Rolex Watches Discontinued in 2022
Although the lion’s share of the attention each year is given over to what new models watch manufacturers are introducing, it can be almost as fascinating to see which pieces have reached the end of their runs and gone out of production.
Rolex is no different, and in 2022 they once again gave with one hand and took with the other.
We have already covered the latest releases we were treated to at W&W, so below we take a look at the list of watches Rolex have consigned to the history books.
Rolex Oyster Perpetual
Don’t worry, it’s not the entire OP series which has gone bye-bye. However, it is several of the most popular dial colors across a range of sizes.
The biggest disappointment to those still in search (and likely a massively welcome development for the lucky few already in possession) is the demise of the Tiffany dial 41mm. The ref. 124300 with that distinctive light blue face came out as one of a number of neo-Stella type Oyster Perpetuals in 2020 and was an immediate hit. A year later, its level of desirability went, for want of a better word, insane, when Patek Philippe brought out their Tiffany Nautilus 5711/1A-018 to mark the 170th anniversary of the world famous jewelers. Only made as a very limited edition (170 pieces, to be exact) chances of even hard core collectors getting their hands on one were slim to non-existent, leading many to take a swerve towards the Rolex model instead. As a result, premiums on the preowned market have gone into the stratosphere, with $40,000 the starting point for what is, technically, a $5,900 watch. (Don’t feel too bad though. The Nautilus is currently trading for literal millions).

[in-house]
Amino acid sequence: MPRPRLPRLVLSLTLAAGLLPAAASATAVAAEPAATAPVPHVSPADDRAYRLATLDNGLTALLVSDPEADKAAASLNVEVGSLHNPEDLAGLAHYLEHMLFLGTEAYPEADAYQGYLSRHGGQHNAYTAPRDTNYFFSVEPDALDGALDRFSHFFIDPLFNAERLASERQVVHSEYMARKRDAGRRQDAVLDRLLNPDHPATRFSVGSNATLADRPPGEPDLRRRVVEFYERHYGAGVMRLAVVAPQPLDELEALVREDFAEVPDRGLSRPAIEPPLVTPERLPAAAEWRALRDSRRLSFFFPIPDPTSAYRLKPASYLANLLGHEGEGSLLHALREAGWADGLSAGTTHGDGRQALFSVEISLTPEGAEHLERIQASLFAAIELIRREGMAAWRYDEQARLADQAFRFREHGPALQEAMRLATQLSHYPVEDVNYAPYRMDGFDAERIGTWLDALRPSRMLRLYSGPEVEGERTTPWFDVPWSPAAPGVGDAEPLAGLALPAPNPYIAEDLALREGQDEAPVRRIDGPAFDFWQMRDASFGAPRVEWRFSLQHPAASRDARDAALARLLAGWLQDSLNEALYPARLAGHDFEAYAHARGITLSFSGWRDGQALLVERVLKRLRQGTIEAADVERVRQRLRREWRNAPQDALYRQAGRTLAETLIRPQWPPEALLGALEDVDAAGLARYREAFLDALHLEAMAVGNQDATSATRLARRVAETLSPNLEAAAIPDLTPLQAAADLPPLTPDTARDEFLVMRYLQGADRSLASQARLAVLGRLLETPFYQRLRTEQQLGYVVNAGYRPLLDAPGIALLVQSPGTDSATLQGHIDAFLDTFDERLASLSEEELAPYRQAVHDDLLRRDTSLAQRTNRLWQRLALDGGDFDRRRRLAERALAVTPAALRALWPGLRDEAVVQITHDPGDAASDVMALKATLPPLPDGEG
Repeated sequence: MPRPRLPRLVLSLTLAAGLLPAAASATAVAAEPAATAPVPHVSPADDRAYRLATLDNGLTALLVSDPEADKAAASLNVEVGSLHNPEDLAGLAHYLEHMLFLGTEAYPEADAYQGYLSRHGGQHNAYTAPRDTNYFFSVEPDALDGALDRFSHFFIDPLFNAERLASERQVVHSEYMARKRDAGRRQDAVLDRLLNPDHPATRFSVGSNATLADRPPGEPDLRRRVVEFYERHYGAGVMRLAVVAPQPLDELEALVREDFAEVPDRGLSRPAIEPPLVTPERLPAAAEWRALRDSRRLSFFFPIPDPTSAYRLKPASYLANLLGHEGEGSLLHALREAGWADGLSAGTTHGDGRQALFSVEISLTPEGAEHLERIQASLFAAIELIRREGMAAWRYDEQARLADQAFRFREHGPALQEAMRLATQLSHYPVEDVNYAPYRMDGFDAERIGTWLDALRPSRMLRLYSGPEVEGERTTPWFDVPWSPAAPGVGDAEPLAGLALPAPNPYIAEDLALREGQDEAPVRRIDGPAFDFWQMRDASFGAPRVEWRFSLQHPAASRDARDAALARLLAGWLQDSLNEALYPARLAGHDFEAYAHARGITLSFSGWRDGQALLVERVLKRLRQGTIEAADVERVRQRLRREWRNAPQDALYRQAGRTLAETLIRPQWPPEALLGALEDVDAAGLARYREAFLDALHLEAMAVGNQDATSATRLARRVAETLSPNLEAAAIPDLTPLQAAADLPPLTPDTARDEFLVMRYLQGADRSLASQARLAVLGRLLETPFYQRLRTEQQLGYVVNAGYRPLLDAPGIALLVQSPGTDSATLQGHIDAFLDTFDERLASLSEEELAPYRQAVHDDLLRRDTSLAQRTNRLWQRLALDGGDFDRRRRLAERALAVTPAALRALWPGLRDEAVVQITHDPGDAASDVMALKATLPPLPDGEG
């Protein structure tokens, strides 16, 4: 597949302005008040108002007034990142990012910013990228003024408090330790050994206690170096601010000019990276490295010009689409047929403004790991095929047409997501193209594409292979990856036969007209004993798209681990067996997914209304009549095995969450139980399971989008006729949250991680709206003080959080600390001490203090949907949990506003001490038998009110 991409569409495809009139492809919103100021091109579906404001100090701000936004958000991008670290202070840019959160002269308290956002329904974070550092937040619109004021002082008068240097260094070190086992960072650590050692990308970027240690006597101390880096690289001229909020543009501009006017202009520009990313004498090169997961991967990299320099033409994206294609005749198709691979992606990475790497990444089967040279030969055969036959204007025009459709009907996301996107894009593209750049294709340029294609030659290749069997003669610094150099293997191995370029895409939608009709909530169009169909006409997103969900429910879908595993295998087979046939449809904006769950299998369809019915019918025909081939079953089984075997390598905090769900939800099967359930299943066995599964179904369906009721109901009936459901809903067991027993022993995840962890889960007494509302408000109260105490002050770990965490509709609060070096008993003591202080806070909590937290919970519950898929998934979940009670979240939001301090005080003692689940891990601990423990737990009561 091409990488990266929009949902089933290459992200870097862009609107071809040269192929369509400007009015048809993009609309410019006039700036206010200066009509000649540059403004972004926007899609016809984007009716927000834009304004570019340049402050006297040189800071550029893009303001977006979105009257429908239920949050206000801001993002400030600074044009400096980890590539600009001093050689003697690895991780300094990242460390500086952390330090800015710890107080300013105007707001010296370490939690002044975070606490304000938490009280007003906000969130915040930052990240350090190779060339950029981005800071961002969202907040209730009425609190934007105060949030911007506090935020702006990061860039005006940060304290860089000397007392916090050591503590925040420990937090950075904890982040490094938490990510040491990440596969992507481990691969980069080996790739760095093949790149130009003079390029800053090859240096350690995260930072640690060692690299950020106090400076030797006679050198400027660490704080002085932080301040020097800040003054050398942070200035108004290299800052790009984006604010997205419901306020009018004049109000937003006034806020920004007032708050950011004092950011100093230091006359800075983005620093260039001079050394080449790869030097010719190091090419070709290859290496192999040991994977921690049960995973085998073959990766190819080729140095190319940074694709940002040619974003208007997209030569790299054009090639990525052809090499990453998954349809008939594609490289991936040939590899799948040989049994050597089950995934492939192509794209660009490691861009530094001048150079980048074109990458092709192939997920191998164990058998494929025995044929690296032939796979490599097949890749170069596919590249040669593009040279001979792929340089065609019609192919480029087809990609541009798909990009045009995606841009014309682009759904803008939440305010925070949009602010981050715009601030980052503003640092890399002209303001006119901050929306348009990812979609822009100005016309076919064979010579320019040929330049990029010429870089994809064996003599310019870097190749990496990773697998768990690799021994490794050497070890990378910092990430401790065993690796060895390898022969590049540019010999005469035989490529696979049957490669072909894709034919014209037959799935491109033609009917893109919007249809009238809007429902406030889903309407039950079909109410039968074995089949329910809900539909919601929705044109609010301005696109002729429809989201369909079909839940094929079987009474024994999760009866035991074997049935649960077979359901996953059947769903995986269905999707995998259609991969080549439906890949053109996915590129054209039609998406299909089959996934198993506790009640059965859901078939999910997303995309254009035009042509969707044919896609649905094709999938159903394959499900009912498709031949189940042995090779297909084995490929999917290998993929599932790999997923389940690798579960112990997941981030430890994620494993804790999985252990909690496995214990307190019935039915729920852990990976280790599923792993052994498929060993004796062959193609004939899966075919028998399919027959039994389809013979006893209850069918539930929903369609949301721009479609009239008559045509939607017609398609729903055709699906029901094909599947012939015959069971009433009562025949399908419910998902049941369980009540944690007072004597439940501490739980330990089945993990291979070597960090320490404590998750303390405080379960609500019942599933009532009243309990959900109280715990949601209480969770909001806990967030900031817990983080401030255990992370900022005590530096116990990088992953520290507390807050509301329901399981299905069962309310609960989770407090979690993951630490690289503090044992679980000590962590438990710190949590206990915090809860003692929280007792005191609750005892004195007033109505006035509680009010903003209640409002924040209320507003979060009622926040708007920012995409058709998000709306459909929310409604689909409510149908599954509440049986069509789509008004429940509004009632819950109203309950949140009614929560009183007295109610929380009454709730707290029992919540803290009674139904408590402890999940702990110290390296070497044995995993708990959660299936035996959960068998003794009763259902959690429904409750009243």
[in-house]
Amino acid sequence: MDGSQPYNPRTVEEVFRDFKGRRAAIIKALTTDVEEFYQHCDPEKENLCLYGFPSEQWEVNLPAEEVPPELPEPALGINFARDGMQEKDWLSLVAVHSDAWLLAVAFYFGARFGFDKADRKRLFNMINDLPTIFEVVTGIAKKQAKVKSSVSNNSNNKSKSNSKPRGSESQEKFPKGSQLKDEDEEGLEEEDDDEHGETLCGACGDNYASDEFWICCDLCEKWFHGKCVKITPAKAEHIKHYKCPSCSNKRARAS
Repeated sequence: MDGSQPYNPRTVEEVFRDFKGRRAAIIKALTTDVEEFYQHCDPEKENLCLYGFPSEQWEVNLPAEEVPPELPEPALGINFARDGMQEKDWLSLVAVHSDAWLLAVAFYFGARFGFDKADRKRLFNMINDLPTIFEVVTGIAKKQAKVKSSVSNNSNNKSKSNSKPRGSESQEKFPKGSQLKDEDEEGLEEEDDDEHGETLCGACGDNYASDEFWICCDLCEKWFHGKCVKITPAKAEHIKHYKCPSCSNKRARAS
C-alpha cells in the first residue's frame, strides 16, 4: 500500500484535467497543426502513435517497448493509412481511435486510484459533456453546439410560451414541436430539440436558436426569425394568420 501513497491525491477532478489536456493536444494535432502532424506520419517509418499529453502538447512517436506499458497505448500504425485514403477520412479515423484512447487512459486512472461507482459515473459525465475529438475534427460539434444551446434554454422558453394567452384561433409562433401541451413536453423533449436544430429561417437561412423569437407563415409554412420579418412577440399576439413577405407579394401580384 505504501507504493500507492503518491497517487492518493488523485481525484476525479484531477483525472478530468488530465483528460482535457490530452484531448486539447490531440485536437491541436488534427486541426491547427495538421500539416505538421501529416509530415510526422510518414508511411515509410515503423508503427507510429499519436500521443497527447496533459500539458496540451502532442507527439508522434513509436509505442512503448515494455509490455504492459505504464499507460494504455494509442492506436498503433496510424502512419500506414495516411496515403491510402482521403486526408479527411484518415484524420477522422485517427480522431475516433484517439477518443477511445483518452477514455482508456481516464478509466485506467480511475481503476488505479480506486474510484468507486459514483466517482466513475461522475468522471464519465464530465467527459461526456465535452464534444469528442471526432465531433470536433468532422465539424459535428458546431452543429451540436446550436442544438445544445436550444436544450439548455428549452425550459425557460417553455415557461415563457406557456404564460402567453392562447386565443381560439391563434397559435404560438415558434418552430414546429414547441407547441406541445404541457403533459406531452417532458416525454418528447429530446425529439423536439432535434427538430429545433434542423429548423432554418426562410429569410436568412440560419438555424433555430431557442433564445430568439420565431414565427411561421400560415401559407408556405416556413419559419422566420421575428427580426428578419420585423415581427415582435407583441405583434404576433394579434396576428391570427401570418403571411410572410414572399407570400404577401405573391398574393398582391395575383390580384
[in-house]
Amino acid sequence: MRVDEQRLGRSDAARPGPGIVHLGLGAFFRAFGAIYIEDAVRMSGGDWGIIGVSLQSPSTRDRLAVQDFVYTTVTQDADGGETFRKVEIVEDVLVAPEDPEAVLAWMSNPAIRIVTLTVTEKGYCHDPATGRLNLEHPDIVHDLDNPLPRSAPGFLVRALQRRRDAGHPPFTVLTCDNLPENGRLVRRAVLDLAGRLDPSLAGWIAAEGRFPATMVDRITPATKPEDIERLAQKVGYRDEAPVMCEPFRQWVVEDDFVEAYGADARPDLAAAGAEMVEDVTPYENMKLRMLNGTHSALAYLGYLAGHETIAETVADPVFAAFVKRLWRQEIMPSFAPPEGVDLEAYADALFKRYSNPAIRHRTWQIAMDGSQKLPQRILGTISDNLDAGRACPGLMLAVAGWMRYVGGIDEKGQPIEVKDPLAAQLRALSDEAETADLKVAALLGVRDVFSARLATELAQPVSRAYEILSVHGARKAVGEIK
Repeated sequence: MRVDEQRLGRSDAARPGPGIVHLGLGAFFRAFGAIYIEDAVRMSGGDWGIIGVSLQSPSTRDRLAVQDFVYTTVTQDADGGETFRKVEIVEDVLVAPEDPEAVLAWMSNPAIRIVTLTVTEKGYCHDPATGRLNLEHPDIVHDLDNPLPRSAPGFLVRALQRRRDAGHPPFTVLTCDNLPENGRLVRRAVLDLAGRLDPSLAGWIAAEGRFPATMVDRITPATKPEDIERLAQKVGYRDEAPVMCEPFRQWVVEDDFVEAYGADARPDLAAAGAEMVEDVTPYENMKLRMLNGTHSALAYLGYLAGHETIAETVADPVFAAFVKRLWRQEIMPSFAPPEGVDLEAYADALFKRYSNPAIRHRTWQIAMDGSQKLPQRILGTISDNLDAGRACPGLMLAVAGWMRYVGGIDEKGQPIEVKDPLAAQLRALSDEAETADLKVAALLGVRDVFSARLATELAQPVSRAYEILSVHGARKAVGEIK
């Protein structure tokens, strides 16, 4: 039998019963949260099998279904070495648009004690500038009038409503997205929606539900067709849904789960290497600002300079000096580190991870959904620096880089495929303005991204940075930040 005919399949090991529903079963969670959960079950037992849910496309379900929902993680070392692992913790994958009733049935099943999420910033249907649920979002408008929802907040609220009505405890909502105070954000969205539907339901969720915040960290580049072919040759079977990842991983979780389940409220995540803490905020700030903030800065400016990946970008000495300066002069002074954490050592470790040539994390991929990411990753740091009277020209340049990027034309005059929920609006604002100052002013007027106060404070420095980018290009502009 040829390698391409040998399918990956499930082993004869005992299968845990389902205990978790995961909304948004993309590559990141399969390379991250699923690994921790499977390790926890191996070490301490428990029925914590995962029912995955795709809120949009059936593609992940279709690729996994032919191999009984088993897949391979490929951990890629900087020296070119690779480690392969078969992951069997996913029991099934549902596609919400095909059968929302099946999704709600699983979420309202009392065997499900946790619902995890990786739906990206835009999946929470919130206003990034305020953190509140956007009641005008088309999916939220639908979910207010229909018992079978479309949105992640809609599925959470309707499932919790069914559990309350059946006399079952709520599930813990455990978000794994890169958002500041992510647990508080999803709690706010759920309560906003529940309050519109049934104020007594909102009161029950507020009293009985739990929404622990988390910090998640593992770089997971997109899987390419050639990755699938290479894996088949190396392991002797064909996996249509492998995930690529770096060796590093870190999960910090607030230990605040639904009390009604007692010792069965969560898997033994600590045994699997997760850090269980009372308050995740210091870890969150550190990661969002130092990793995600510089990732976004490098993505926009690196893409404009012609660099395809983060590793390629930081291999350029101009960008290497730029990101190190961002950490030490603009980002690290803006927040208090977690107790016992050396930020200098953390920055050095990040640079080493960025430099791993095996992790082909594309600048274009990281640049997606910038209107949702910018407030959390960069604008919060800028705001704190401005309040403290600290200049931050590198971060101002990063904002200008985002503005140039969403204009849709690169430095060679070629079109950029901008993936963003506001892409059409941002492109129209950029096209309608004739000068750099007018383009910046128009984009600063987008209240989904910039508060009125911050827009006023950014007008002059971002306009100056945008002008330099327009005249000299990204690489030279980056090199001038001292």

That demand for the Tiffany OP is only likely to increase, so if you managed to get your hands on one already—happy days. If not, start saving.
That wasn’t the only version to make way this year though. We also lost the yellow and coral red dials across the 31mm, 36mm and 41mm models too. So, of the wonderfully bright range introduced just a couple of years ago, only the green remains in the largest size, the Tiffany can only be had in 36mm and 31mm, and the pink is available in 36mm.
Rolex Day-Date Platinum 228206 (Smooth Bezel)
Rolex have finally managed to perfect the manufacturing of their famous fluted bezels in the king of precious metals; platinum. Before, the brand had only used gold for the ridged surrounds, including on their flagship offering, the platinum Day-Date.